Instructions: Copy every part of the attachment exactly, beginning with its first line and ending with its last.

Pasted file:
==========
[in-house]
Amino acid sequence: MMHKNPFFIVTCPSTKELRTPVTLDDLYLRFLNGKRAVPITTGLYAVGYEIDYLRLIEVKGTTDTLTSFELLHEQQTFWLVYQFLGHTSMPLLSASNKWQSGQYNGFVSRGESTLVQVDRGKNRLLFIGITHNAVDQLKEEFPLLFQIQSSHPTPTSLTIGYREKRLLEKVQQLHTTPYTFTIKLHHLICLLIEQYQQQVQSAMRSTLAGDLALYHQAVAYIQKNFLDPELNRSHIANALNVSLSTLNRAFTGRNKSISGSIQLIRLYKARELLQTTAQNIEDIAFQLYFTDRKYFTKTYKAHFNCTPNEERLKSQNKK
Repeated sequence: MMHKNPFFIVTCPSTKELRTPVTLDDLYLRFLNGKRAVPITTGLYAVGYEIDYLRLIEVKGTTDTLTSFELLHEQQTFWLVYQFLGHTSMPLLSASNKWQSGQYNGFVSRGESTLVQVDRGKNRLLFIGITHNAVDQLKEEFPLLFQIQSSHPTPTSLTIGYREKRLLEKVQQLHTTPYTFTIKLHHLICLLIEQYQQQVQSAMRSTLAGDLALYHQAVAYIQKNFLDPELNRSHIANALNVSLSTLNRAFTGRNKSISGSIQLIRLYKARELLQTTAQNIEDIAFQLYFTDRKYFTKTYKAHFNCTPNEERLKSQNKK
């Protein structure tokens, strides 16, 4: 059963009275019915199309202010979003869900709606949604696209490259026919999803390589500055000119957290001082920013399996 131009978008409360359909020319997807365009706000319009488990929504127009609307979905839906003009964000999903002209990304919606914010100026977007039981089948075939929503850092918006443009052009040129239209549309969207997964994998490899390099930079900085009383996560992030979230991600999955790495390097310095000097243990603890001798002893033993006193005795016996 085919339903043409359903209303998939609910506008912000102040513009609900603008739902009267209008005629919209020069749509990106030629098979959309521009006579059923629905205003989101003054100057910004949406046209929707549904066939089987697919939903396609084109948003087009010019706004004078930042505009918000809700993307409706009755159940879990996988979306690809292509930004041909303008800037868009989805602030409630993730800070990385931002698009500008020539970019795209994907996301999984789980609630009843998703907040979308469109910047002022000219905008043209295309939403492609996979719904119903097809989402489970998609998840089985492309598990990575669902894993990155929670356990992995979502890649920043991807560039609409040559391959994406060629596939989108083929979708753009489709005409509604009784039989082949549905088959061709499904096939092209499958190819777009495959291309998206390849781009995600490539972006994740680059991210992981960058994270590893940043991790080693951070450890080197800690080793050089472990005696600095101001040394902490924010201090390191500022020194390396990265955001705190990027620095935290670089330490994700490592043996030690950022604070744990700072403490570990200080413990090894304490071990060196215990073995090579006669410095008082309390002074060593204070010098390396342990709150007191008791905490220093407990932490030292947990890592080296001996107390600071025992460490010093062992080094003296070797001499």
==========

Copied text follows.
[in-house]
Amino acid sequence: MMHKNPFFIVTCPSTKELRTPVTLDDLYLRFLNGKRAVPITTGLYAVGYEIDYLRLIEVKGTTDTLTSFELLHEQQTFWLVYQFLGHTSMPLLSASNKWQSGQYNGFVSRGESTLVQVDRGKNRLLFIGITHNAVDQLKEEFPLLFQIQSSHPTPTSLTIGYREKRLLEKVQQLHTTPYTFTIKLHHLICLLIEQYQQQVQSAMRSTLAGDLALYHQAVAYIQKNFLDPELNRSHIANALNVSLSTLNRAFTGRNKSISGSIQLIRLYKARELLQTTAQNIEDIAFQLYFTDRKYFTKTYKAHFNCTPNEERLKSQNKK
Repeated sequence: MMHKNPFFIVTCPSTKELRTPVTLDDLYLRFLNGKRAVPITTGLYAVGYEIDYLRLIEVKGTTDTLTSFELLHEQQTFWLVYQFLGHTSMPLLSASNKWQSGQYNGFVSRGESTLVQVDRGKNRLLFIGITHNAVDQLKEEFPLLFQIQSSHPTPTSLTIGYREKRLLEKVQQLHTTPYTFTIKLHHLICLLIEQYQQQVQSAMRSTLAGDLALYHQAVAYIQKNFLDPELNRSHIANALNVSLSTLNRAFTGRNKSISGSIQLIRLYKARELLQTTAQNIEDIAFQLYFTDRKYFTKTYKAHFNCTPNEERLKSQNKK
């Protein structure tokens, strides 16, 4: 059963009275019915199309202010979003869900709606949604696209490259026919999803390589500055000119957290001082920013399996 131009978008409360359909020319997807365009706000319009488990929504127009609307979905839906003009964000999903002209990304919606914010100026977007039981089948075939929503850092918006443009052009040129239209549309969207997964994998490899390099930079900085009383996560992030979230991600999955790495390097310095000097243990603890001798002893033993006193005795016996 085919339903043409359903209303998939609910506008912000102040513009609900603008739902009267209008005629919209020069749509990106030629098979959309521009006579059923629905205003989101003054100057910004949406046209929707549904066939089987697919939903396609084109948003087009010019706004004078930042505009918000809700993307409706009755159940879990996988979306690809292509930004041909303008800037868009989805602030409630993730800070990385931002698009500008020539970019795209994907996301999984789980609630009843998703907040979308469109910047002022000219905008043209295309939403492609996979719904119903097809989402489970998609998840089985492309598990990575669902894993990155929670356990992995979502890649920043991807560039609409040559391959994406060629596939989108083929979708753009489709005409509604009784039989082949549905088959061709499904096939092209499958190819777009495959291309998206390849781009995600490539972006994740680059991210992981960058994270590893940043991790080693951070450890080197800690080793050089472990005696600095101001040394902490924010201090390191500022020194390396990265955001705190990027620095935290670089330490994700490592043996030690950022604070744990700072403490570990200080413990090894304490071990060196215990073995090579006669410095008082309390002074060593204070010098390396342990709150007191008791905490220093407990932490030292947990890592080296001996107390600071025992460490010093062992080094003296070797001499």